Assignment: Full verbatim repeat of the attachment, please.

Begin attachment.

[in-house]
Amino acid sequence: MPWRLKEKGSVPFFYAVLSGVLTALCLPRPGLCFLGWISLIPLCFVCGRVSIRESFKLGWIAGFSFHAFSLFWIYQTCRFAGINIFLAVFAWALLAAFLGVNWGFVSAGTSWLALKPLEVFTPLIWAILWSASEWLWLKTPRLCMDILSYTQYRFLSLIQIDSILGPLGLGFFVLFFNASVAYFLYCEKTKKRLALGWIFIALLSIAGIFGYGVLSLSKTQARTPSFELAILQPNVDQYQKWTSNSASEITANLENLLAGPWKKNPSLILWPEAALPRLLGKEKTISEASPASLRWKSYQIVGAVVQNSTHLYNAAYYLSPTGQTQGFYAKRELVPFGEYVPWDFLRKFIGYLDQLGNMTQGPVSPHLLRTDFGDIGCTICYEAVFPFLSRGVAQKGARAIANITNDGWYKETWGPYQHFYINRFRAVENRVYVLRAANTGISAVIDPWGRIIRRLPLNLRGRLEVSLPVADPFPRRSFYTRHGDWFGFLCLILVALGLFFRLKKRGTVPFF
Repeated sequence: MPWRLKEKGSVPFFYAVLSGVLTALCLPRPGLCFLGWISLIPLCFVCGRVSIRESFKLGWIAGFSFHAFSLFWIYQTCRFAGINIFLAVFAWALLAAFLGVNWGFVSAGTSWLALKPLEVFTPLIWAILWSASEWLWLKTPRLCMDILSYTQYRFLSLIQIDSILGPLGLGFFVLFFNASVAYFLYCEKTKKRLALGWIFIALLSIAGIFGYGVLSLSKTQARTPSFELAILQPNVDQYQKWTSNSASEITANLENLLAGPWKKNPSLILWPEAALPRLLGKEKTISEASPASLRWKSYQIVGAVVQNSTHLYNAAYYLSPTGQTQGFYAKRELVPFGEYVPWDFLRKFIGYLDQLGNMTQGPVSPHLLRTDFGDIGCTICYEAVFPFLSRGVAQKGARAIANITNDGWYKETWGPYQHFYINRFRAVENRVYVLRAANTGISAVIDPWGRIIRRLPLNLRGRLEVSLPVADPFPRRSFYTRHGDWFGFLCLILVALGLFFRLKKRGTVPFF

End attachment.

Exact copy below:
[in-house]
Amino acid sequence: MPWRLKEKGSVPFFYAVLSGVLTALCLPRPGLCFLGWISLIPLCFVCGRVSIRESFKLGWIAGFSFHAFSLFWIYQTCRFAGINIFLAVFAWALLAAFLGVNWGFVSAGTSWLALKPLEVFTPLIWAILWSASEWLWLKTPRLCMDILSYTQYRFLSLIQIDSILGPLGLGFFVLFFNASVAYFLYCEKTKKRLALGWIFIALLSIAGIFGYGVLSLSKTQARTPSFELAILQPNVDQYQKWTSNSASEITANLENLLAGPWKKNPSLILWPEAALPRLLGKEKTISEASPASLRWKSYQIVGAVVQNSTHLYNAAYYLSPTGQTQGFYAKRELVPFGEYVPWDFLRKFIGYLDQLGNMTQGPVSPHLLRTDFGDIGCTICYEAVFPFLSRGVAQKGARAIANITNDGWYKETWGPYQHFYINRFRAVENRVYVLRAANTGISAVIDPWGRIIRRLPLNLRGRLEVSLPVADPFPRRSFYTRHGDWFGFLCLILVALGLFFRLKKRGTVPFF
Repeated sequence: MPWRLKEKGSVPFFYAVLSGVLTALCLPRPGLCFLGWISLIPLCFVCGRVSIRESFKLGWIAGFSFHAFSLFWIYQTCRFAGINIFLAVFAWALLAAFLGVNWGFVSAGTSWLALKPLEVFTPLIWAILWSASEWLWLKTPRLCMDILSYTQYRFLSLIQIDSILGPLGLGFFVLFFNASVAYFLYCEKTKKRLALGWIFIALLSIAGIFGYGVLSLSKTQARTPSFELAILQPNVDQYQKWTSNSASEITANLENLLAGPWKKNPSLILWPEAALPRLLGKEKTISEASPASLRWKSYQIVGAVVQNSTHLYNAAYYLSPTGQTQGFYAKRELVPFGEYVPWDFLRKFIGYLDQLGNMTQGPVSPHLLRTDFGDIGCTICYEAVFPFLSRGVAQKGARAIANITNDGWYKETWGPYQHFYINRFRAVENRVYVLRAANTGISAVIDPWGRIIRRLPLNLRGRLEVSLPVADPFPRRSFYTRHGDWFGFLCLILVALGLFFRLKKRGTVPFF